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Sensei Jim Haferman

 

When did you start practicing Judo?

I started practicing Judo at the Stevens Point YMCA the fall of 1974.

 What got you interested in doing Judo in the first place?

 There was an incident at our office in April of 1974 at the same time my wife was in the hospital with the birth of our son.  She decided I needed a martial art and that summer called the YMCA.  Judo classes were starting that fall so she signed me up.  Neither of us had any clue about any of the martial arts, especially Judo. 

Who was your first Sensei?  Were there any other significant teachers for you?

 My first Sensei was Edward Happ.  He taught until sometime in 1978 when he moved because of a job transfer.  Classes were then taught by Bob Glief and Then by Tom Guston and Jim Weidner from about 1981 to the present.

When did you reach Black Belt?

 October 9,1995   

How has Judo affected your life outside the Dojo?

 Judo sneaks up on you.  Initially it is just a sport and an evening class.  I realized as time went by Judo affected my life both in and out of the Dojo.

Friendships both in and out of the Stevens Point area, the pleasure of seeing students continue and progress in Judo, and a feeling of confidence in situations that would have been troubling without the training are just a few out of many examples.

What are some of the most important lessons Judo has taught you?

 Lesson one is the importance of teachers.  I was surprised and pleased to experience the impact I and others have had on young children over the years.  The smiles of pleasure when they meet you outside of class and the way they tell their friends and family that I am their Judo instructor is priceless.

Lesson two is the relationship between effort and results.

If any, what other martial art(s) have you studied?  How far did you progress in it/them?

 I have not formally participated in any other martial arts.

What are some of your proudest achievements in Judo (Tournament victories, awards received, rank received or other?)

 Probably my proudest moment was the award of my first degree black belt.  Similar moments are when I see former students teaching or active in competition or judging.

What made you stick with Judo for all these years?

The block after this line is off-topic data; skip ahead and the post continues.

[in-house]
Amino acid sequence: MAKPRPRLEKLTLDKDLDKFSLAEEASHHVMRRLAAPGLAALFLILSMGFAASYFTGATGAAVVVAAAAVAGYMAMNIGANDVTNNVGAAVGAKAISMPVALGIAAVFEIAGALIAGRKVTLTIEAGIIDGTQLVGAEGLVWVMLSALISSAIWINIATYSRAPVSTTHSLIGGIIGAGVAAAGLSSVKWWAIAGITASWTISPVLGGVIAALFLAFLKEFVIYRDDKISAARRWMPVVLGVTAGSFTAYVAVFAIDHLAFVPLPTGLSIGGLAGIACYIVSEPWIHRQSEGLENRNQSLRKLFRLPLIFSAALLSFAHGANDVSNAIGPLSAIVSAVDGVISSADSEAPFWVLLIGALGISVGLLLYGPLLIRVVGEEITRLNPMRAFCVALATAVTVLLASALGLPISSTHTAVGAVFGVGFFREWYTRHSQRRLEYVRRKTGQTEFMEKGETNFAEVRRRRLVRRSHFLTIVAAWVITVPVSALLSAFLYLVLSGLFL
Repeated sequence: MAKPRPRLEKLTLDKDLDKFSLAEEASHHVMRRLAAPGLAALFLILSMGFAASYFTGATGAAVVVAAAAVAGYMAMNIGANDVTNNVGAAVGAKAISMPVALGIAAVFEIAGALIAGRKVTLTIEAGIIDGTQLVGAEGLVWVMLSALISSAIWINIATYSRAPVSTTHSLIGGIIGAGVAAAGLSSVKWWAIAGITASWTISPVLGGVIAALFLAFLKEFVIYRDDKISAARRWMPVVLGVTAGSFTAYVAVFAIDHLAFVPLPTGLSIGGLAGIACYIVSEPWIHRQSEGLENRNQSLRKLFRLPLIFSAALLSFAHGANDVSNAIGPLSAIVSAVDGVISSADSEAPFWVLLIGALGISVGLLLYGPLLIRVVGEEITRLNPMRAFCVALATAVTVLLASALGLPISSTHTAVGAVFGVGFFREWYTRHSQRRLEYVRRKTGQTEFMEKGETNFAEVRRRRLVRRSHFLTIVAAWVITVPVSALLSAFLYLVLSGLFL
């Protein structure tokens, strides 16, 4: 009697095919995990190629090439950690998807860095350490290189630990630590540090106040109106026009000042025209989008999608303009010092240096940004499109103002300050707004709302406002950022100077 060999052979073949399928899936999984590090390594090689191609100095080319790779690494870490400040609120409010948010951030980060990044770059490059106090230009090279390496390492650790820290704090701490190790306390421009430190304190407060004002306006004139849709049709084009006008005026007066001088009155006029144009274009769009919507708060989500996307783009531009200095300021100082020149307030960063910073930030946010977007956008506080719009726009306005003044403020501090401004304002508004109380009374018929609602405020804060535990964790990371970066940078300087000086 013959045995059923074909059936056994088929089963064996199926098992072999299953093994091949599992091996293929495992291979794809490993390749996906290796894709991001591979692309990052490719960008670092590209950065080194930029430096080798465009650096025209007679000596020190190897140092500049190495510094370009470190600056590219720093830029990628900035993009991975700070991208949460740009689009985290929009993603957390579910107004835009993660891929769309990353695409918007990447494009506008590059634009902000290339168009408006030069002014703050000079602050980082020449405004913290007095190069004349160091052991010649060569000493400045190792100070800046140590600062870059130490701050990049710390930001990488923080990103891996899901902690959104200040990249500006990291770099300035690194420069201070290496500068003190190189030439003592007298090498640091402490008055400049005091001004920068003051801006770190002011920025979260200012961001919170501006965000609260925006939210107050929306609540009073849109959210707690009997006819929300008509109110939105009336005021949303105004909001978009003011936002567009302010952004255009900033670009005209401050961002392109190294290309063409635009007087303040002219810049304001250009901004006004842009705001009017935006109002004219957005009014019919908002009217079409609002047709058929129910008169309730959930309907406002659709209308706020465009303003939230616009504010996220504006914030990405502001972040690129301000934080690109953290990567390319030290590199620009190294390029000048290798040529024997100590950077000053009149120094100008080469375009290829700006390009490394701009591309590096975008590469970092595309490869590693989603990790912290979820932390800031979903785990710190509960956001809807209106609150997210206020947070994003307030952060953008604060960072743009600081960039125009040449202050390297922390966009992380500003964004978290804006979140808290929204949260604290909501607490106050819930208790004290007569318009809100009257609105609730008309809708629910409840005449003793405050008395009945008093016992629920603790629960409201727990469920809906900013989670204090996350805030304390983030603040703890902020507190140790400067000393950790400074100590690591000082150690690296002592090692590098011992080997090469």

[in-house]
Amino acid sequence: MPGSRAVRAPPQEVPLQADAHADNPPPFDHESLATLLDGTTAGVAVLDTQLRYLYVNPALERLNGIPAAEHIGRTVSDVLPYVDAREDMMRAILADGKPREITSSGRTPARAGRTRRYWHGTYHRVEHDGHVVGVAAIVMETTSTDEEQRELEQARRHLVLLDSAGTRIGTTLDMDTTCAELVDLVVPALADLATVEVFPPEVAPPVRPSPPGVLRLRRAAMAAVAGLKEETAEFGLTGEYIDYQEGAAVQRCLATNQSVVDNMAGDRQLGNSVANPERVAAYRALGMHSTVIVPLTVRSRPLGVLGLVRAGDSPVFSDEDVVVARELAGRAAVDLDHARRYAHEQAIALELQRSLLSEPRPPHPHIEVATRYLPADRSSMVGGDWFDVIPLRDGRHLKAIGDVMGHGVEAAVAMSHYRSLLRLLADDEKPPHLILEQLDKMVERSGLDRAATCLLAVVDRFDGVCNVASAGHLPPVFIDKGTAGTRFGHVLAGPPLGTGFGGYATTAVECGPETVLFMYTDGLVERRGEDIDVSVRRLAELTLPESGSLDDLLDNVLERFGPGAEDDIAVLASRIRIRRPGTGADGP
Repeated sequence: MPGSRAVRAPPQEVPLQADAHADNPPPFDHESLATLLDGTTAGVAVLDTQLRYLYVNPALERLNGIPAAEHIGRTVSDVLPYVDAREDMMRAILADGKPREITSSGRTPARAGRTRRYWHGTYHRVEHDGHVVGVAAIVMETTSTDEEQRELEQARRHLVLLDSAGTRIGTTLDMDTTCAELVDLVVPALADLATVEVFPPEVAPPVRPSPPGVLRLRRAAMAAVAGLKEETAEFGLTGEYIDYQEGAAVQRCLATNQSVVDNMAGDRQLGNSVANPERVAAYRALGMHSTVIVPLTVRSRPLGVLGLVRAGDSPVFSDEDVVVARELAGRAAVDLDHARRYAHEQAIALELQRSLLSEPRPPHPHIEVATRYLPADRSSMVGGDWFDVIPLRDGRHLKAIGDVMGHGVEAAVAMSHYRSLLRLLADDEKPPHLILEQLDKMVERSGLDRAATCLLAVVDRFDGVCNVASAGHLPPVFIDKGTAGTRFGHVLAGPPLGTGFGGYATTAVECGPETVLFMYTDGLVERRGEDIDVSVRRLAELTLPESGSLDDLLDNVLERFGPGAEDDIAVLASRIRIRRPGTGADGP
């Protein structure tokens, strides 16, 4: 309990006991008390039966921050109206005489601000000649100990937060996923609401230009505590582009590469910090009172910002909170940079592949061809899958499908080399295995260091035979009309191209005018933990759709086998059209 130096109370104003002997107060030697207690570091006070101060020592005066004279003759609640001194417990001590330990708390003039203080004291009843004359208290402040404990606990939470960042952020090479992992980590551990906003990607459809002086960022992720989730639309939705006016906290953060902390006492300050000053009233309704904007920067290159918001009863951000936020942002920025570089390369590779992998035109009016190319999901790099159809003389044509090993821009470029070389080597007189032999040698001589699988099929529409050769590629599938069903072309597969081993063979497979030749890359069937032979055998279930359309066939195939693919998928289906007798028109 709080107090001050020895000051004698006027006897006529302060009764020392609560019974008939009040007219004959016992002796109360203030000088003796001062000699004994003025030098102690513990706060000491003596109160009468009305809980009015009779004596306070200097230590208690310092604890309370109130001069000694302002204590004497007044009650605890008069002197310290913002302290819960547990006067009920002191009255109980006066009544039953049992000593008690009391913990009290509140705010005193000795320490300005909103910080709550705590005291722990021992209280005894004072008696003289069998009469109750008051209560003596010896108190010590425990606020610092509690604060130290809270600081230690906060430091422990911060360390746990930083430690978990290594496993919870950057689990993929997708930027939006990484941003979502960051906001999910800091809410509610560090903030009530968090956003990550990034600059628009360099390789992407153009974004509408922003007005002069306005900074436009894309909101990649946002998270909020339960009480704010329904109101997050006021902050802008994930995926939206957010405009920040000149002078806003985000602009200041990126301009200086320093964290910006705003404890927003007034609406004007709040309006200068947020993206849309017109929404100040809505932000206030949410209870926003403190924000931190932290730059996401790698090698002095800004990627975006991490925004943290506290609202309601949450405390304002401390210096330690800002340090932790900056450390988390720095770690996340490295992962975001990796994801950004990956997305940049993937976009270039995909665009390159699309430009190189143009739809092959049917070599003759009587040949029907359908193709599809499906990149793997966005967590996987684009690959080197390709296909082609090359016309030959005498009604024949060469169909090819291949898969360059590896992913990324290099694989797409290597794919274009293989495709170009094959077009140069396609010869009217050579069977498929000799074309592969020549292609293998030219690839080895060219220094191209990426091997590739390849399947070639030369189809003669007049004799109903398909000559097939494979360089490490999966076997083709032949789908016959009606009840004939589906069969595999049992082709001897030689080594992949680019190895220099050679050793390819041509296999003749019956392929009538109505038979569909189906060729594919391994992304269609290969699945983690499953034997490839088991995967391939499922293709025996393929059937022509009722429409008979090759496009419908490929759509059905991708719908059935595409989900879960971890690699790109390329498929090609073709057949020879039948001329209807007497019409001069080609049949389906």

First, and most important, I was having fun.  Judo was exercise, I got to associate with a lot of really great people, and also learned self defense (no I have never had to use it).

What was your path to black belt like?

 Long.  I started Judo when I was in my thirties.  I, with the demands of a new career and family could only devote a limited amount of time to Judo.  I competed for about a decade and then decided that competing with people twenty years younger was getting too difficult.  I then turned to the Kata and because some knowledge of the kata’s is a requirement for promotion, started working harder on advancement.

What advice would you give to a brand new white belt on what it takes to achieve a black belt?

 First, don’t focus on the black belt rank, but focus on your first belt, having a good time, and then the next belt.  Promotion then becomes a habit and eventually the black belt takes care of it self.  The focus on a good time is essential as Judo like any life time sport will only hold your attention if you are having fun.

What was the transition from student to teacher like for your?

 First of all we are all students.  Judo is not easy and I learn something new from each class.  Little insights suddenly become apparent.  Officially after I became a brown belt, Ken Camlek and I became the designated instructors of the juniors at the YMCA for several years.  Ken Camlek is a natural teacher and I learned a lot teaching with him.  I suspect the hardest part of the transition was learning there was work before and after class.  Teaching requires more than the ability to perform the technique.  The instructor must be able to simplify the technique and break it down into separate and understandable parts.  Formal or informal lesson plans are also a necessity. 

How long have you been teaching Judo?

 The junior classes taught by Ken Camlek and me began in the 1980’s.

Where have you taught Judo besides the YMCA and UWSP?

 The Nelson Center in Amherst June July and August 1993 to 1996.  We also taught Judo at Pacelli High School in 1980.

Where are some of the places you have taught Judo clinics?

 I have not taught any clinics.

What is your current rank in Judo and when did you receive it?

 Nidan (second degree) which was awarded November 3, 2004.

What are your goals in Judo?

I want to continue participating and teaching as long as I am physically able.